In Interest of C.W.

Decision Date27 March 1990
Citation453 N.W.2d 806
PartiesIn the Interest of C.W. A.E. KADRMAS, M.D., Petitioner and Appellee, v. C.W., Respondent and Appellant. Civ. 900004.
CourtNorth Dakota Supreme Court

John J. Fox (argued), Asst. Atty. Gen., Jamestown, for petitioner and appellee.

Thomas E. Merrick (argued), Jamestown, for respondent and appellant.

MESCHKE, Justice.

C.W. appealed from a commitment to the North Dakota State Hospital for an indefinite period and from an order denying her relief from the indeterminateness of the continuing treatment. We dismiss her appeal as a premature constitutional attack on continuing treatment statutes.

In 1989 at McKenzie County, C.W. was committed to the North Dakota State Hospital on an emergency basis. During that temporary 14 day inpatient commitment, C.W. was diagnosed as a chronic schizophrenic of the undifferentiated type and as suffering from delusions.

C.W. then agreed to an order for outpatient treatment at the Northwest Human Service Center in Williston for a period of 90 days. About three weeks later, this alternate treatment order was amended to return her to the North Dakota State Hospital for inpatient treatment. Before the 90 days were up, the Hospital petitioned in Stutsman County to continue C.W.'s treatment for an indefinite period.

At the hearing, C.W.'s treating psychiatrist testified that outpatient treatment was "at the present time not appropriate." At times, C.W. was confused as to her own identity and was physically and verbally aggressive which required "time out" or seclusion. Although C.W. believed she had heart problems, she would not allow a physical examination or EKG to confirm them. Without examination, her doctor believed these complaints were delusional. Physically, she had "a flexion deformity of the right hand caused by a 1979 suicide attempt while in a delusional and confused state."

Trying to counteract C.W.'s long-standing noncompliance with medication orders, her doctor changed her medication from a daily pill to a biweekly injection. According to her doctor, C.W. needed hospitalization until she responded to the new medicine. He stated that her treatment plan required stabilization before release and that stabilization usually took from three to six months. Despite some improvement, she was responding slowly so her doctor was unable to predict the length of her detention.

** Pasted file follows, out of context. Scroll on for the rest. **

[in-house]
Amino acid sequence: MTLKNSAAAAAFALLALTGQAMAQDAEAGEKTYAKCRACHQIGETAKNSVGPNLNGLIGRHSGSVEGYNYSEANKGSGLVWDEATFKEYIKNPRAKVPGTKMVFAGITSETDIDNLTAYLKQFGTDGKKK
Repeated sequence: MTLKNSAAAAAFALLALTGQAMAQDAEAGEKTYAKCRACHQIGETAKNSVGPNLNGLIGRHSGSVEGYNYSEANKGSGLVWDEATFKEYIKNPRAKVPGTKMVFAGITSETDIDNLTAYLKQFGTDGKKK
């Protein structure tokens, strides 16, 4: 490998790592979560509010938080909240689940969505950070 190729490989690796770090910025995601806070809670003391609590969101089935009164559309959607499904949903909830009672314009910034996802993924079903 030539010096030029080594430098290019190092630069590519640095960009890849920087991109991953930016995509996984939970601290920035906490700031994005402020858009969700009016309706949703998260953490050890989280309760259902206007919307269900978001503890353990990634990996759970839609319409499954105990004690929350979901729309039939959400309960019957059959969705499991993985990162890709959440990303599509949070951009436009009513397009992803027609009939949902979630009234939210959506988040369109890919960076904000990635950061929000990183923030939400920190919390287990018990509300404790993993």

The trial court found that C.W. had been admitted to the State Hospital seven times before, and determined that she "suffers from a mental disorder which substantially impairs her capacity to use self-control, judgment and discretion, and that there is a substantial likelihood of substantial harm to herself and others as demonstrated by past actions and threats." Concluding that treatment should continue "for an indefinite period," the trial court ordered on November 1, 1989, that C.W. "be hospitalized and treated by the North Dakota State Hospital for an indefinite period, or until further order of the Court."

After that, C.W. moved for relief from the indeterminateness of the commitment. In effect, C.W. challenged both NDCC 25-03.1-22 ("an order of continuing treatment ... may be for an unspecified period of time") and 25-03.1-31 (periodic institutional reviews and reports mandated for a patient in continuing treatment). C.W. argued that "a commitment for an indefinite period of time violates ... due process of the law as guaranteed by the State and Federal Constitutions and violates the open Court provisions of the North Dakota State Constitution."

The trial court denied C.W. relief, holding that the statutes afforded due process and also reasoning

[t]hat [C.W.'s] argument that [the statute] is not being complied with is premature and not ripe for review as to [C.W.] since the statute by its own terms, will not become operative until six months from the date of the November 1, 1989 continuing treatment order.... That [C.W.] has not shown that the statute in question has been applied unlawfully as to her, and is not entitled to any relief at this time.... That [C.W.] has not alleged that she is no longer a person requiring treatment, nor made any showing that she is not.

The trial court elaborated that "[t]he facility must do a periodic evaluation or ... the order terminates." C.W. appealed.